PHP5 is out and looks like Java

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PHP5 is out and looks like Java

Although I am a newbie to php, this may be of interest to those out there wondering where its going.. An excellent article on PHP and its future.

 http://www.kuro5hin.org/sto...

The first question that springs to mind is: "Does any of this look familiar to any of you?"
Upon encountering the revisions for the first time, my immediate thought was "Hang on; I thought this was PHP". To cut to the chase: It looks almost exactly like Java!

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The first point to be considered is that, to genuinely extend its grasp, PHP doesn't need to move off the webserver that much. The truth of Sun's high-profile assertion that "The network is the computer", whilst much derided at the time, has become increasingly evident over the years. The current 'hype application du jour' is undoubtedly Gmail: a web-based email application. The browser is becoming increasingly important as network-application-client cast against its more tradional role as remote-document-viewer. Don't argue; The fact you're even reading this is half-proof in itself: Scoop is a content-management application.

Think of the things already possible via a browser: Games, Audio, Video, Animation, Communication, Creative and factual writing, Trade etc. Granted, it's not like you can play GTA: Vice City, or edit real-time high-resolution video yet, but is the day really that far off? It's simply a question of ease-of-use, bandwidth, economics and will. Joel Spolsky deals with this whole issue in last month's excellent article, "How Microsoft Lost the API War".

The second point is that not only is this increasingly a networked world, it's also becoming more and more of an "interpreted world"; by which I mean that many new applications are being developed in non-natively-compiled languages.

Along with PHP, Python has seen an extraordinary amount of growth in the last few years; Perl and Java are being used more than ever, and we've seen the entrance of C#, the new Visual Basic, dot Net, and the whole Common-Language-Infrastructure scenario [14]. This is partly as a direct result of the burgeoning interconnectivity of computing power (it doesn't help that all the variant operating systems and hardware are online, if they can't talk to each other in any useful way) and partly as a result of the ever-onward march of Moore's Law - we're a fair way from the limits of current chip technology yet. Of course, these drivers of change feed back upon each other to an extent.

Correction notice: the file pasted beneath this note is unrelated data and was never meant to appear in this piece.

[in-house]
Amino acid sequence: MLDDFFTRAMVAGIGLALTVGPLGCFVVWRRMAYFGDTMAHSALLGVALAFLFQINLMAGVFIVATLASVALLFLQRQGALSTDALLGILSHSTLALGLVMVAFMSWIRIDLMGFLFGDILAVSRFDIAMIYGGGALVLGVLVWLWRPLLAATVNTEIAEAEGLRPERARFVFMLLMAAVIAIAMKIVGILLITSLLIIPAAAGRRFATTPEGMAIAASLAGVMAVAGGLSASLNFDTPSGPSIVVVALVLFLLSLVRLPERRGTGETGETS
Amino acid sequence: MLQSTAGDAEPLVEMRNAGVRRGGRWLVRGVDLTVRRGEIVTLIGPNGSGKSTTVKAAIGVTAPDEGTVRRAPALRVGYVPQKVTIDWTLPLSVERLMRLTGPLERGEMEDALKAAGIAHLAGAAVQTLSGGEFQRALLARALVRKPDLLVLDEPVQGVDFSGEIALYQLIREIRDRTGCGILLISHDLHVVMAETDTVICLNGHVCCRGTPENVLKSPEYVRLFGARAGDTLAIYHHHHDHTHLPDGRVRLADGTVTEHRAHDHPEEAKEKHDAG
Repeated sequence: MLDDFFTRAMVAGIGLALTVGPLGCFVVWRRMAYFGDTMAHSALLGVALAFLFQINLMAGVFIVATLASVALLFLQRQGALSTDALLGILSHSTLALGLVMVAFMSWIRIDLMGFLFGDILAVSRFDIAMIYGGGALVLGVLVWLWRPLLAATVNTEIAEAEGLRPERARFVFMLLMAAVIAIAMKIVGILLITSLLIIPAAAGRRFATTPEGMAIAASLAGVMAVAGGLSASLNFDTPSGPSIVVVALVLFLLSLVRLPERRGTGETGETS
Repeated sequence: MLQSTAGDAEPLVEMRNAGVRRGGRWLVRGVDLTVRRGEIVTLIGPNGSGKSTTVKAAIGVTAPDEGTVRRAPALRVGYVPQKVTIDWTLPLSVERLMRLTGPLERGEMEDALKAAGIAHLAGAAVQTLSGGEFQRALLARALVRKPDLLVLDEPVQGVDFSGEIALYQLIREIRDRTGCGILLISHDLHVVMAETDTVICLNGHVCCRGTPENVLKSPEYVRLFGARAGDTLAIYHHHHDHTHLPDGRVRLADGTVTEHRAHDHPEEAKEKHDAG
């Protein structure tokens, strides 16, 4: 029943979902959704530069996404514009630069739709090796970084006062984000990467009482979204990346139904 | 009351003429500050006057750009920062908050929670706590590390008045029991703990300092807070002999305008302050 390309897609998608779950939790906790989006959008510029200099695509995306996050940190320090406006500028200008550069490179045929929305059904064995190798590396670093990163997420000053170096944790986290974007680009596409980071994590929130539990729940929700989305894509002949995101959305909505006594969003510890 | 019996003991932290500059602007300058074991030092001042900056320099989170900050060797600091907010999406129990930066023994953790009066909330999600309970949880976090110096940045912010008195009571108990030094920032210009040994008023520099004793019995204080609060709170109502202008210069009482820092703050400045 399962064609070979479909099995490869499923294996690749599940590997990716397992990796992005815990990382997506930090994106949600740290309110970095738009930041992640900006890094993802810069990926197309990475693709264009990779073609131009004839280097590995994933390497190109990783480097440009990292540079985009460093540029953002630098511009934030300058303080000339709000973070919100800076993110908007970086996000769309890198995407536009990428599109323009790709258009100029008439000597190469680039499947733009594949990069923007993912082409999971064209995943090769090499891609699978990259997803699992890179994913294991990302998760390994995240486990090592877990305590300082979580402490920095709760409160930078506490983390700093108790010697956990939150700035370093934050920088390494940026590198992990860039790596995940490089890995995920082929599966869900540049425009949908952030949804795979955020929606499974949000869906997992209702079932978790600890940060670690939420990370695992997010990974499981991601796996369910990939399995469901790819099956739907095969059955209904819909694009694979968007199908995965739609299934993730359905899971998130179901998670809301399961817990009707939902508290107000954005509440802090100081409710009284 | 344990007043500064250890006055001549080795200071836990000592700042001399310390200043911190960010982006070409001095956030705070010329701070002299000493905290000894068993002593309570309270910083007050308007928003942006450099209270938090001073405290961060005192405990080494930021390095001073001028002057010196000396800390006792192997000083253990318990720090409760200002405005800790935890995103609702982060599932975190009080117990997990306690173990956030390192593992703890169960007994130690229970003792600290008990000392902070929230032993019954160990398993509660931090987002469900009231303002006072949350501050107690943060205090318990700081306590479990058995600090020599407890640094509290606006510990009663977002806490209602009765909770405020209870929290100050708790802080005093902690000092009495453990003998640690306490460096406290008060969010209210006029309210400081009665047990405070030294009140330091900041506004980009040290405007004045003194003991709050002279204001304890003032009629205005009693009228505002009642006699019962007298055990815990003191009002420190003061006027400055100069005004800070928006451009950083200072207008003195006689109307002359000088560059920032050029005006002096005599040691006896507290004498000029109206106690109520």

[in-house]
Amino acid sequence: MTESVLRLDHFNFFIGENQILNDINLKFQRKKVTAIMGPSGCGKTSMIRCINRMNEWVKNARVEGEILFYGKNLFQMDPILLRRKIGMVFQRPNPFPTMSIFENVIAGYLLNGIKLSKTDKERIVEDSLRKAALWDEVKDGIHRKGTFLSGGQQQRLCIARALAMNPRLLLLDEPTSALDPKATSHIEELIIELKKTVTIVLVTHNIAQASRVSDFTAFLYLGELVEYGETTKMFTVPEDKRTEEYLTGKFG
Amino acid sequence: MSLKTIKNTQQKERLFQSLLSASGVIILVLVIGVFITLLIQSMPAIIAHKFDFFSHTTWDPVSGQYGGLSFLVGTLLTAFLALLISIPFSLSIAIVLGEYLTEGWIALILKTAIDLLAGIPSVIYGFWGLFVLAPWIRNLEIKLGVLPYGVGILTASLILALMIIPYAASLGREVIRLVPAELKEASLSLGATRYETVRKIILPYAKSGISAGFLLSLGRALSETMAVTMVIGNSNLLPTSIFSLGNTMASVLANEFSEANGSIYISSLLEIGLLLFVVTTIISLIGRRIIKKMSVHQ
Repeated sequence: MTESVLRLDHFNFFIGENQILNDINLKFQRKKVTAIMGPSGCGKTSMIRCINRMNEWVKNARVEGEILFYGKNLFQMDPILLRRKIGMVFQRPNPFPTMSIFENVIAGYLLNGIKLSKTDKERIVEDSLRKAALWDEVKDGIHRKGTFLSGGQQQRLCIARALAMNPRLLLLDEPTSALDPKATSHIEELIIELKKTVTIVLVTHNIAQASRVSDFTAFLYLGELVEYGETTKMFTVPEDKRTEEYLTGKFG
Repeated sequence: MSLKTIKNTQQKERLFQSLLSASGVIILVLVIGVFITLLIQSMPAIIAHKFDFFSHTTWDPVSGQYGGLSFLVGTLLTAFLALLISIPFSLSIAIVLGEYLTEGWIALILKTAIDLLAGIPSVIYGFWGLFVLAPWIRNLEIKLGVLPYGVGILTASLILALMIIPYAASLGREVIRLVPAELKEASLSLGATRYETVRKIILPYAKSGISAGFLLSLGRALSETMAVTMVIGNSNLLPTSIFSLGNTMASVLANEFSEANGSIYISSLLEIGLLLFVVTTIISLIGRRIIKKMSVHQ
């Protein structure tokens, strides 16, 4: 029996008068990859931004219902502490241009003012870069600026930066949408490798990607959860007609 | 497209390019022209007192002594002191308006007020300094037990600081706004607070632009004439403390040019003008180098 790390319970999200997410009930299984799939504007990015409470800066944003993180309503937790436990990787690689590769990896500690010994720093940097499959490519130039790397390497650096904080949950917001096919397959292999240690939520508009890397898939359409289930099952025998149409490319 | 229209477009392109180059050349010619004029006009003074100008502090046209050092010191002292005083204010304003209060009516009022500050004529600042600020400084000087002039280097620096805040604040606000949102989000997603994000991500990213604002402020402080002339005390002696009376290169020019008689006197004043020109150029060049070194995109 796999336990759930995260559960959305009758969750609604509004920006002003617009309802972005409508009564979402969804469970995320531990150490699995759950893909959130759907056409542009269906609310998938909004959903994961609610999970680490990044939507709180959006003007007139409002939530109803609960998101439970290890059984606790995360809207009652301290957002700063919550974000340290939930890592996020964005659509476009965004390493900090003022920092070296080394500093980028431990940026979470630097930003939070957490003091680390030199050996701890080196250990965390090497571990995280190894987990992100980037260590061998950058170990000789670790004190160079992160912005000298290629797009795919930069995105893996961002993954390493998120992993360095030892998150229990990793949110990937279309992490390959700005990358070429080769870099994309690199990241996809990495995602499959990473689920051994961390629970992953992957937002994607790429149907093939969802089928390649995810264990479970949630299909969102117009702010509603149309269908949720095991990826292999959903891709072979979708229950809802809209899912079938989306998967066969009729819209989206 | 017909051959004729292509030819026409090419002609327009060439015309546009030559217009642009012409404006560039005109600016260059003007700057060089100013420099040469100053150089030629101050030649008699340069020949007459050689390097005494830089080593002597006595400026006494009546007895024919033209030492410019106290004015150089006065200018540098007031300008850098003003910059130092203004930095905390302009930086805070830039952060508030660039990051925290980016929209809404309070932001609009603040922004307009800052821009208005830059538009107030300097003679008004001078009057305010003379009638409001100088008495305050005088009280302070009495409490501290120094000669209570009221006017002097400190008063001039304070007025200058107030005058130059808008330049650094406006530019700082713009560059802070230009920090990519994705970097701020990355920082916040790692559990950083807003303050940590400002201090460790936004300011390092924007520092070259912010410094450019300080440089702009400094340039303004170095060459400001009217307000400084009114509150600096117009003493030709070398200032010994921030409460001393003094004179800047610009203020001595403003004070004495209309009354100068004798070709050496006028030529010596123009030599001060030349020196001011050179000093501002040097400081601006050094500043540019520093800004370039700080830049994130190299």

For pretty much the first time in computing history, applications coded to a virtual machine or interpreter (there is a difference, John Udell) now run faster than they did in native form just a few years ago, and they are only going to accelerate and get more efficient over time. As somebody who actually enjoys C and C++, this both makes me a little sad and brings out a sense of slightly rebellious longing. The idea that two of my favourite languages might, in just a few short years, occupy the same niche that Assembly and Cobol do today is not a particularly comfortable thought. It's never pleasant to contemplate obsolescence, but then: That's evolution. No prisoners.

Stretching the point even further, it's not too far beyond the bounds of realistic speculation to envisage a situation where native, compiled code's only function is to act as a thin gateway to hardware (which, as ever, is the one fixed immovable); upon which the operating system itself would be both a general interpreter and, for the most part, interpreted. Whilst almost inconceivable in the current climate, this would have a dramatic effect on the business, usage and adaptability of all information technology infrastructure as we know it today.

Perhaps it is not intentional, but nevertheless it is this world that PHP is adapting to. Whether it can continue to compete in its current guise is a question only the future can answer. Like HTML, its overwhelming success has come about from its shallow learning curve and ease-of-use. Like HTML, its days are numbered unless it can evolve to be more complex. As the hacker deity in Neil Gaiman's "American Gods" pronounces: "It's all about the dominant fucking paradigm ... nothing else is important". Without really noticing and with all marketing hype cast aside for a moment, at some point in the last few years we really did cross the threshold: The next age is already here.
By netchicken: posted on 18-7-2004








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